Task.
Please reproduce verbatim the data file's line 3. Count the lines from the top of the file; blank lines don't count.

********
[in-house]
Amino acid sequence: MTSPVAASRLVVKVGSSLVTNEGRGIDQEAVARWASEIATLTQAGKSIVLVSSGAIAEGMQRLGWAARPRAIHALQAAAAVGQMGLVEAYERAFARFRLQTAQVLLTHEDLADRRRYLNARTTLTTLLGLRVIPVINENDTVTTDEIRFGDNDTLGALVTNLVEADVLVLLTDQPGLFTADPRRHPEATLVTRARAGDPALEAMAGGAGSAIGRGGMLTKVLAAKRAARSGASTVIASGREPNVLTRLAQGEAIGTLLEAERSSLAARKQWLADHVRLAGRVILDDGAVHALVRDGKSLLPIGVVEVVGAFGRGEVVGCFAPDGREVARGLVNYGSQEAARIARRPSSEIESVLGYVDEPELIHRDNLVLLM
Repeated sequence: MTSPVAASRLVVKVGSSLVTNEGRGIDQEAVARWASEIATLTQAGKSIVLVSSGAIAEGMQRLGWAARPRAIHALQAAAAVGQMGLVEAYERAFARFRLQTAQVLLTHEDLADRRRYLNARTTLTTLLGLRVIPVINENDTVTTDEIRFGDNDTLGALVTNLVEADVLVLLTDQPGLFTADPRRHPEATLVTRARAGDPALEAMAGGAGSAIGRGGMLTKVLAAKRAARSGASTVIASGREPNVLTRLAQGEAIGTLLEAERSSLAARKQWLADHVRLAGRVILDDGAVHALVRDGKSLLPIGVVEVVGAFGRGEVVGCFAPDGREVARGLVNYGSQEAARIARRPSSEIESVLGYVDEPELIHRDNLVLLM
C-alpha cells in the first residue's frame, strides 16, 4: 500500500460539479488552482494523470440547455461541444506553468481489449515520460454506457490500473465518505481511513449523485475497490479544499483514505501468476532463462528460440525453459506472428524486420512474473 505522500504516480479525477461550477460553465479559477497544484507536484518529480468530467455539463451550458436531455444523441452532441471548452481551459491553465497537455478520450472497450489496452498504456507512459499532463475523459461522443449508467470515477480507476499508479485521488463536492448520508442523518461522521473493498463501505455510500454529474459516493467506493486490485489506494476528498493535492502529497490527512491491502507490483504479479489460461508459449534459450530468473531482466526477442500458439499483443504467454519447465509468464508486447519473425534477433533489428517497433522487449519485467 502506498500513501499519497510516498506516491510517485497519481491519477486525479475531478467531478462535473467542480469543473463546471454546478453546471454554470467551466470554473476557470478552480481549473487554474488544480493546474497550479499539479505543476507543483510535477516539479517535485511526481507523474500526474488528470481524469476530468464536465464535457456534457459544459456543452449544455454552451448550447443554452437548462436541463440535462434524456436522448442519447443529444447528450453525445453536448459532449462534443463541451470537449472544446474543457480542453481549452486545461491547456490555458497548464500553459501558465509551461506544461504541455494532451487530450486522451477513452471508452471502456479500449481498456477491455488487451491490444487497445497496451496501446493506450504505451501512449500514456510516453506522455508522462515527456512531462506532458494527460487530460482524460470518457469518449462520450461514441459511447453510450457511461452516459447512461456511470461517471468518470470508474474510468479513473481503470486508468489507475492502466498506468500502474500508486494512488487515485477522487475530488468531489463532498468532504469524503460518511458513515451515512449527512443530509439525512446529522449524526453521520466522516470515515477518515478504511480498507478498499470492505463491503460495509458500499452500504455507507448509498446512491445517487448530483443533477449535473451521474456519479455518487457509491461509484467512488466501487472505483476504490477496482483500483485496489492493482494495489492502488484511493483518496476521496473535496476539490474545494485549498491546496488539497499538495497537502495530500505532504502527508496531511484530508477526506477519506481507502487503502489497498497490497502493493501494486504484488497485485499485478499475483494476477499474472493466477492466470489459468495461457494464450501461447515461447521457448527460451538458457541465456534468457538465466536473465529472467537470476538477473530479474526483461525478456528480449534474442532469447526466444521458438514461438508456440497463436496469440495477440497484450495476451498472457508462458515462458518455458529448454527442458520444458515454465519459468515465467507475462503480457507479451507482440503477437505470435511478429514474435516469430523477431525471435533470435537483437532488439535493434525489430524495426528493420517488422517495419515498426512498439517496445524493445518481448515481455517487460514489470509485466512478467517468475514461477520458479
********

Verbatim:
Repeated sequence: MTSPVAASRLVVKVGSSLVTNEGRGIDQEAVARWASEIATLTQAGKSIVLVSSGAIAEGMQRLGWAARPRAIHALQAAAAVGQMGLVEAYERAFARFRLQTAQVLLTHEDLADRRRYLNARTTLTTLLGLRVIPVINENDTVTTDEIRFGDNDTLGALVTNLVEADVLVLLTDQPGLFTADPRRHPEATLVTRARAGDPALEAMAGGAGSAIGRGGMLTKVLAAKRAARSGASTVIASGREPNVLTRLAQGEAIGTLLEAERSSLAARKQWLADHVRLAGRVILDDGAVHALVRDGKSLLPIGVVEVVGAFGRGEVVGCFAPDGREVARGLVNYGSQEAARIARRPSSEIESVLGYVDEPELIHRDNLVLLM